The Spring 2013 semester was one of the most action packed, growing experiences I’ve had in my life for some time. It was filled with emotional ups and downs. A fellow instructor died just as the semester began, a student overdosed and never came back and Henry died from heart disease. Now, with summer around the corner I can unwind and also relish in some of the beautiful memories that happen each semester in Human Services classes.
“All” we do (ha ha) in Helping and Listening Skills class is learn how to listen…ideally to ourselves first and then to others. We learn that simply by listening the answer comes. This is very much in line with the Master Mind principle.
Luckily, the lessons from the class never end because you can always listen and you can get better at it with time.
Since this world provides an endless array of things to listen to, I’ve had to narrow my attention. I’ve decided that I am listening to students who are inspired and motivated because I figure, not only are they on the right track but the gratitude and feedback they give to me lets me know whether or not I’m on track. And sometimes, these students and this feedback can appear in the most unexpected places.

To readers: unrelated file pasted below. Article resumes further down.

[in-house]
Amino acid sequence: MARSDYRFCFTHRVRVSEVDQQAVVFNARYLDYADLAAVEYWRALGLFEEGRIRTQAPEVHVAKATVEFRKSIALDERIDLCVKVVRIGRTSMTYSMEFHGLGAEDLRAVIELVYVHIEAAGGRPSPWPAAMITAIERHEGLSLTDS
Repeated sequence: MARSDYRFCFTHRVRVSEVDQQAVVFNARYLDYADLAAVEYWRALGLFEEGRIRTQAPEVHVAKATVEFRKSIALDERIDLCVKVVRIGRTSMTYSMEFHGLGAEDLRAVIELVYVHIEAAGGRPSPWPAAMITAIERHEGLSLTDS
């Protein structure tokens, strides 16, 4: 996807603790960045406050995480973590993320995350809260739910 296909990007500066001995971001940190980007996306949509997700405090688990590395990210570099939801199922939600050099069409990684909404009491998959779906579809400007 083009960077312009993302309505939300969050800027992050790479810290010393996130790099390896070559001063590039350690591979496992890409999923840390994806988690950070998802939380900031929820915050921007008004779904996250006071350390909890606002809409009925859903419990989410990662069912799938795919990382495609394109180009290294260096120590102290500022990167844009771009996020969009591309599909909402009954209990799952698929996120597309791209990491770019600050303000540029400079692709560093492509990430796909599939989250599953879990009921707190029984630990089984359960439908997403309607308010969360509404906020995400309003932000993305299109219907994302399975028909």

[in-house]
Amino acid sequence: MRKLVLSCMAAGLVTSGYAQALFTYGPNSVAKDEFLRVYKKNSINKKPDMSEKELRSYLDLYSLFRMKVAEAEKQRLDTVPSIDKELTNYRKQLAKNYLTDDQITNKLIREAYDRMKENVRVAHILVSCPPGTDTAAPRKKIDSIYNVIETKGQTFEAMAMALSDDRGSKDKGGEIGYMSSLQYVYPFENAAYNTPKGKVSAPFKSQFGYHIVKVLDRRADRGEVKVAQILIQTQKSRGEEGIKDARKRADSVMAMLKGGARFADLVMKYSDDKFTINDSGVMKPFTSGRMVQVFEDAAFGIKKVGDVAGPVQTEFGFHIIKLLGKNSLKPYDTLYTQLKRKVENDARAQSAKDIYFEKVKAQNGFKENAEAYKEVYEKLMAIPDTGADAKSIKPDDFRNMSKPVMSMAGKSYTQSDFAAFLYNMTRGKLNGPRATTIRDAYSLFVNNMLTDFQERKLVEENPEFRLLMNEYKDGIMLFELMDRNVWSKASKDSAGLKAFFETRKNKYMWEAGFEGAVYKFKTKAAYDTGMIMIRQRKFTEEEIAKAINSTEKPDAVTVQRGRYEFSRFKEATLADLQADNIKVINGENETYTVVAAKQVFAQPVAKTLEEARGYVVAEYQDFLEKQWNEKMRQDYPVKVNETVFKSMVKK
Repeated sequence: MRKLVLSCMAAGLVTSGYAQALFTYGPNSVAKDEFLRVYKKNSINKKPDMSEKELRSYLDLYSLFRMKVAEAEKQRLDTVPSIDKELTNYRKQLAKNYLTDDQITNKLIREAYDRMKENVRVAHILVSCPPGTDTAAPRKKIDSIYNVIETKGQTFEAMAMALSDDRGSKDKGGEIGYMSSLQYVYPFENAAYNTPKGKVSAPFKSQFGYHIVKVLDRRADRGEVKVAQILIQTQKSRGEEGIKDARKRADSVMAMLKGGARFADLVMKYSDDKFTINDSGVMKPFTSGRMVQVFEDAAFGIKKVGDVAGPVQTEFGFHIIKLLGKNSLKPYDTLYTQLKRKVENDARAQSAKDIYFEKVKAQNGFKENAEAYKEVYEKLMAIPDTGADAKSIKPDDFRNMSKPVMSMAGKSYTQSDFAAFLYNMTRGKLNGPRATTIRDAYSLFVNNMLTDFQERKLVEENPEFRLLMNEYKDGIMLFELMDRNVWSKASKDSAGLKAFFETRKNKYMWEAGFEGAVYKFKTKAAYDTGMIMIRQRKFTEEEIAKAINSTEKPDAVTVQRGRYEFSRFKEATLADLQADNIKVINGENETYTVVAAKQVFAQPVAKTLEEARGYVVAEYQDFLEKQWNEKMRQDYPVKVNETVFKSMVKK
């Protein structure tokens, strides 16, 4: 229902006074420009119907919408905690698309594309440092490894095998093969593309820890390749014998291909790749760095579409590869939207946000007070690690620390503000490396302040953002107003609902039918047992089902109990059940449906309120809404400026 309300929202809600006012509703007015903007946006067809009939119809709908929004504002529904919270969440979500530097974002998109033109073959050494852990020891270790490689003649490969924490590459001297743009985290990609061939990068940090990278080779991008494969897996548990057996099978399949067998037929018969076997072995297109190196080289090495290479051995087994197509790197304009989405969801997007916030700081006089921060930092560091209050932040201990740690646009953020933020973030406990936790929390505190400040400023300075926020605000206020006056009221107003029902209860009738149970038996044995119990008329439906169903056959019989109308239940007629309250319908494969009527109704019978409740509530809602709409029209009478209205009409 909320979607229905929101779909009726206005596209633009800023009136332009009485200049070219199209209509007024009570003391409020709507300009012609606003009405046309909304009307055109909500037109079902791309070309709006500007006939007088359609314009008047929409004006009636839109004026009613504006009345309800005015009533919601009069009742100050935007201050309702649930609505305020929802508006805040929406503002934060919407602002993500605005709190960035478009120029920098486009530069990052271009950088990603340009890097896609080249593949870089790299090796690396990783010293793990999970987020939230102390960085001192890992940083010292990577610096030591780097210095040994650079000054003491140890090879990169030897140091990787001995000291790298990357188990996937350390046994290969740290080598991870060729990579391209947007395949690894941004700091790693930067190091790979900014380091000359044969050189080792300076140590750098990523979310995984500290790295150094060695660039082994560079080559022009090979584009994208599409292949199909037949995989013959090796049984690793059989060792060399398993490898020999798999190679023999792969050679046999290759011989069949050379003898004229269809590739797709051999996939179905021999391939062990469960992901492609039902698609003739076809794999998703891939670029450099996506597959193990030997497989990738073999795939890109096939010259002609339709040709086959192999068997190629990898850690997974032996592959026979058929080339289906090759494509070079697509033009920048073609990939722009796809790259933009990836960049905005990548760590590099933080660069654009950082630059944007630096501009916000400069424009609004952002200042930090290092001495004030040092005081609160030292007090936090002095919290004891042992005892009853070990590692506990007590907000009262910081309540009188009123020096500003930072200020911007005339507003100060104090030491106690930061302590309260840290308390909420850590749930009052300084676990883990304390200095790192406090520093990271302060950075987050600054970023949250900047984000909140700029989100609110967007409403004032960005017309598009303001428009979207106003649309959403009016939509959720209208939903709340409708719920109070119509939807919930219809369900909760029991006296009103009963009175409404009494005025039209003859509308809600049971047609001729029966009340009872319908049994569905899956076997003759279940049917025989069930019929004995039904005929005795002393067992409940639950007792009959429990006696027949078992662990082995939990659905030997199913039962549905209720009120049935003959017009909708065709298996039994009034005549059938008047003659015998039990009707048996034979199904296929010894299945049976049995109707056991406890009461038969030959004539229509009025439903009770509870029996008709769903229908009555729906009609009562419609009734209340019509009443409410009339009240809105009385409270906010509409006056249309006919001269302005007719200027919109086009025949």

Like yesterday, when I went to Costco.
As I walked in the door, there was Willie, an incredibly supportive and strong student who seems to show up when I need him, even when he’s not enrolled in my class. One night, when two students were really going at it with me, he stood there, looked me in the eye, smiled and asked, “is everything alright?” I only have to think about Willie or see his face to know there are good people out there who will come to my aid if needed.
As I walked out the door, I glanced to see a copy of the Costco Connection magazine. On the cover; Temple Grandin. This one magazine cover floods my mind with many good thoughts: Motivatorman, Savvy Soul Sisters and many conversations about how gifted children with unique minds can create solutions and answers that “normal” and “traditional” children can’t. I have often chastised myself for being outside the box. Temple Grandin’s story reminds me that ‘outside the box’ is where the answers are.
So, as my summer approaches, I will continue to listen and look forward to see what will transpire in the upcoming semester and all the time in between.
If the clutter of the world has made it impossible for you to listen or if your mind won’t stop racing, Meditate with Holosynch.